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QST/January 1916/A Volunteer Radio Corps

In the last issue of “QST” there was considerable said about the American Radio Relay League offering its assistance to the Federal Government for purposes of communication. The idea is of course a good one and one which every patriotic American who is a member of the League will commend. But the question arises, whether the offering of the League organization to the Government gives the latter just the form of help which it could best take advantage of. This matter would seem to be one worth further consideration.

The League has its own organization and its own methods of handling this organization. Without appearing to criticise these methods, it is possible that they might not suit the Government, or be the best for meeting the conditions which may arise in case of war or other trouble. It is like a private military organization, which might be very satisfactory to its own membership, but when it came to cooperating with the regular forces it might be very much at fault for the want of the right kind of experience, training or equipment. This is a very old story to those who have been connected with matters of this kind.

Rather than limit the value of a large group of amateur wireless stations to what it can do as at present handled, it would seem very much better if those amateurs who were best equipped would offer their individual services to the Government and leave it to the Government to work out the method of control.

This is not written with any idea of diverting any of the glory from the Relay League. The latter deserves much and will get it. It is offered only as a practical plan for carrying out the idea of offering amateur services to the Government. As a matter of fact it is more than likely the League could do more in the matter of starting the thing along than in any other way. As a means by which the Government could get into touch with the better class of amateurs there probably is nothing better.

The banding together of a group of people having certain equipment and training for Federal use is not a new thing. In Europe the automobile owners have had a Volunteer Motor Corps for a long time. They agree to conform to certain regulations, attend meetings at certain stated times and hold themselves in readiness at any moment to turn their motor car over to the Government, either with or without driver.They have drills and manoevers with the idea of being able to serve as a quick dispatch bearing service, a quick mobilizing force or a hospital corps. In the present war they have been of inestimable value. The owners of fast motor boats, it is understood have a similar corps. Of course there are a great many doctors corps for hospital service.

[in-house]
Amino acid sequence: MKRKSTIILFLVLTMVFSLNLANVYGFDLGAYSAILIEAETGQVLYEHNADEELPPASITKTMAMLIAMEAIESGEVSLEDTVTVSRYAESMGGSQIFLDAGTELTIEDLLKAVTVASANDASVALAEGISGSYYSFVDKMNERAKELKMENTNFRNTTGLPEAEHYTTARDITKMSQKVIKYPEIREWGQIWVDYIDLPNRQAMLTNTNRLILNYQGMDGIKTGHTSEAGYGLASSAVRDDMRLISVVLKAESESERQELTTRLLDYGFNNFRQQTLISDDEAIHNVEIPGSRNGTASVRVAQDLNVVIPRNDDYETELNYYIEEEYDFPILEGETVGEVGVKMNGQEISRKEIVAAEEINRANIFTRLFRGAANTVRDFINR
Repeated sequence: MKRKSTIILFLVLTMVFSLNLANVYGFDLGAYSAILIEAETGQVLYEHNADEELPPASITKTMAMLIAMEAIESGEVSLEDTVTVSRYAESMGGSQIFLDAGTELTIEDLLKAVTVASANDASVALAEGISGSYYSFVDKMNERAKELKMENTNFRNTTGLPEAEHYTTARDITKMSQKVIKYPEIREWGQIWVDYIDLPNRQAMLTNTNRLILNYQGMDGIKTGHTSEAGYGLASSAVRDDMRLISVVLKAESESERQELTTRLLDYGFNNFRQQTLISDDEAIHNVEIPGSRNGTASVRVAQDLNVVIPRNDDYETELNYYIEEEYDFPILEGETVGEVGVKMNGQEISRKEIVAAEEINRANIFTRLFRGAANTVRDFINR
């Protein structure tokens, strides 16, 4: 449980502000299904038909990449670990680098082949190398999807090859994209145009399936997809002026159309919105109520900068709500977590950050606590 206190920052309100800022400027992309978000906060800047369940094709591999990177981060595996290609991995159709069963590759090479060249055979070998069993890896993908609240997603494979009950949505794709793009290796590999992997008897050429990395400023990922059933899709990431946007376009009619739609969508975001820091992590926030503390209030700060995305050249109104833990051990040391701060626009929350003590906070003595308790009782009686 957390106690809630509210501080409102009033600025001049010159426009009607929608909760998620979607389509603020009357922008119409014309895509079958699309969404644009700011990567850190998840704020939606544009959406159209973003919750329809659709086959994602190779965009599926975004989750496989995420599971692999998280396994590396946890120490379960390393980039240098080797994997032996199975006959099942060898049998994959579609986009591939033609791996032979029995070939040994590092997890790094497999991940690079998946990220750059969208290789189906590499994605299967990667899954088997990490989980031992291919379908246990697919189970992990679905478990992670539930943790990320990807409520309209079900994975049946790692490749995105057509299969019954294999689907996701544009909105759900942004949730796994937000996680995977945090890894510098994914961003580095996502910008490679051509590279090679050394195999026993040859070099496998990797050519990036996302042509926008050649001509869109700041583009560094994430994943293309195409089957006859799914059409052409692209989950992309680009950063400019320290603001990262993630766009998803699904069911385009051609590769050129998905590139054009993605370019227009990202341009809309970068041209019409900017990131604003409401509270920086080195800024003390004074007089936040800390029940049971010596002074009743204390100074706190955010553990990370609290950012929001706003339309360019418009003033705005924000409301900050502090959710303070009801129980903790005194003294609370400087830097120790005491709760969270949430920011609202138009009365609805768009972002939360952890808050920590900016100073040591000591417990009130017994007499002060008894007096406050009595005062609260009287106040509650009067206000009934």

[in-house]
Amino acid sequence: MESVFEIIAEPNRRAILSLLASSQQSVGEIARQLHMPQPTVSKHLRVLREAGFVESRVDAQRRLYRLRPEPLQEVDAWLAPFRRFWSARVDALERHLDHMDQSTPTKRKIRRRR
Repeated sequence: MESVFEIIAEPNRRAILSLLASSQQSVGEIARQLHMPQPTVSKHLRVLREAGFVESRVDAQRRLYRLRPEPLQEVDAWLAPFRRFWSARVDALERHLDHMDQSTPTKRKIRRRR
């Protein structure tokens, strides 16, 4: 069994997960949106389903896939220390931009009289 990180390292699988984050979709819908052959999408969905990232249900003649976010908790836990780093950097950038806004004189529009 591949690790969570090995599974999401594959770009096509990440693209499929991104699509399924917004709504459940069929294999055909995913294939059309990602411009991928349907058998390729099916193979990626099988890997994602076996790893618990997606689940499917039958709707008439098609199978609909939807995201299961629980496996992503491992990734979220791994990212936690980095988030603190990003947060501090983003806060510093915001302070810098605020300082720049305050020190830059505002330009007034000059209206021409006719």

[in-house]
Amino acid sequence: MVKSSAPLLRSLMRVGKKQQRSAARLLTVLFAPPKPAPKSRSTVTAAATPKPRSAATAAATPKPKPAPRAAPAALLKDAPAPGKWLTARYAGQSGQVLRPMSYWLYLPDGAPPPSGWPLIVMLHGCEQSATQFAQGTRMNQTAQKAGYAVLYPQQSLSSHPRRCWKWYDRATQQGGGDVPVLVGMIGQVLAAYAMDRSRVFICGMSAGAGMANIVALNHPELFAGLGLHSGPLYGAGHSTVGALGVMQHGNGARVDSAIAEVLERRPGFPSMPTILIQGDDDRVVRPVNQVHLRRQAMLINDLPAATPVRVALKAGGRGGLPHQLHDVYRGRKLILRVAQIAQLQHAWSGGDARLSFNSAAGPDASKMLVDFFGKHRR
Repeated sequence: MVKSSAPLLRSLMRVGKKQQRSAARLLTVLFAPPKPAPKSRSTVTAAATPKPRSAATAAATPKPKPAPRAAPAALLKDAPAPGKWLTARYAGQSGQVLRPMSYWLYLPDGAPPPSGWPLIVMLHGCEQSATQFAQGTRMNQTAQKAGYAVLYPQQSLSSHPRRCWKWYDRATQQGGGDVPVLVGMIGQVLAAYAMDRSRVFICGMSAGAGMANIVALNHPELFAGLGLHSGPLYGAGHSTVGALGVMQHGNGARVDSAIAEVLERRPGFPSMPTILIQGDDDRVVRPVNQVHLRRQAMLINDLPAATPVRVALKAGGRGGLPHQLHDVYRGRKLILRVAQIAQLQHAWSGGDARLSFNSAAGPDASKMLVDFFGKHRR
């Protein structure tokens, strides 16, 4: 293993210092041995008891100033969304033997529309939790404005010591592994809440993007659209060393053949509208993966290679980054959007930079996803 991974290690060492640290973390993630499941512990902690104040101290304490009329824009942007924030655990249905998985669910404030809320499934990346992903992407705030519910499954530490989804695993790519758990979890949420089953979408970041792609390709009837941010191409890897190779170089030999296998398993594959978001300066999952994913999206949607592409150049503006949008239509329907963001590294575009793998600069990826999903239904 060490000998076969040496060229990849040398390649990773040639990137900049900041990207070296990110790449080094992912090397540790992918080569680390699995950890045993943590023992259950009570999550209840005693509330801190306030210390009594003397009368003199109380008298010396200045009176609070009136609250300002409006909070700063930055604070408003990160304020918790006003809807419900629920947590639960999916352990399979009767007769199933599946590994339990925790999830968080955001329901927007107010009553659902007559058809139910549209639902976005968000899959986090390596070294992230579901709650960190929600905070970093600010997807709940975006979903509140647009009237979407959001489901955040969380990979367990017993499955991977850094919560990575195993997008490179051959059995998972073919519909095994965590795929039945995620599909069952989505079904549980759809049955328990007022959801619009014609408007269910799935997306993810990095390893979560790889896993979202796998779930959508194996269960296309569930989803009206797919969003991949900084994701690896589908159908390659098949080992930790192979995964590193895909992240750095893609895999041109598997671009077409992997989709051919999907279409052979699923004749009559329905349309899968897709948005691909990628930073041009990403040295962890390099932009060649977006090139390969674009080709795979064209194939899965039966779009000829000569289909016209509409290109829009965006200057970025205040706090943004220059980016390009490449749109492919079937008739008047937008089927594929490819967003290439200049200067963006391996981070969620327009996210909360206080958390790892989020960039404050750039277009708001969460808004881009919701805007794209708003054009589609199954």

In none of these Corps is it intended to adhere to any rigid discipline, and thereby possibly work inconvenience and hardship to the membership. The principle point is to have a certain number of men available with their equipment at call. In the case of amateur wireless stations and their owners, it probably would not be considered necessary to call upon a volunteer corps for foreign or distant operating service. Such would render the amateur station unavailable. Rather, it is supposed that a Corps would be expected to offer their own stations and their own operating services if such were necessary. The station is the important element, as it is not mobile and its parts cannot always be assembled instantly. The ability to call into instant life a chain of good operating radio stations in various parts of the country, would be a very valuable thing under some conditions.

If the Government were to consider favorably taking charge of a Volunteer Radio Corps it would mean that only those amateurs who had first class tuned stations and who kept them in good working order would be considered eligible, in all probability. The Government has a way of choosing only the best and it is very likely that this rule would be more than ever adhered to in selecting a radio corps. That it would be a big honor to be selected by the Government, goes without saying, and it seems likely also that stations selected would be given special licenses to use the longer wave lengths, which would be a very agreeable concession.

It behooves the amateur, therefore, to look to his station equipment these days, and if it will not stand inspection to fix it so it will. If there is any thing to come of offering the amateur service to the Government, it will come suddenly, and some day we will find a Radio Inspector at the front door announcing that he would like to look your station over. If it is in good order, you will stand among the good ones. If it is not he will listen politely to your fine line of excuses and reasons why, but you will probably go down in the book as one of the no accounts.

This work is in the public domain in the United States because it was published before January 1, 1924.

The author died in 1985, so this work is also in the public domain in countries and areas where the copyright term is the author's life plus 30 years or less. This work may also be in the public domain in countries and areas with longer native copyright terms that apply the rule of the shorter term to foreign works.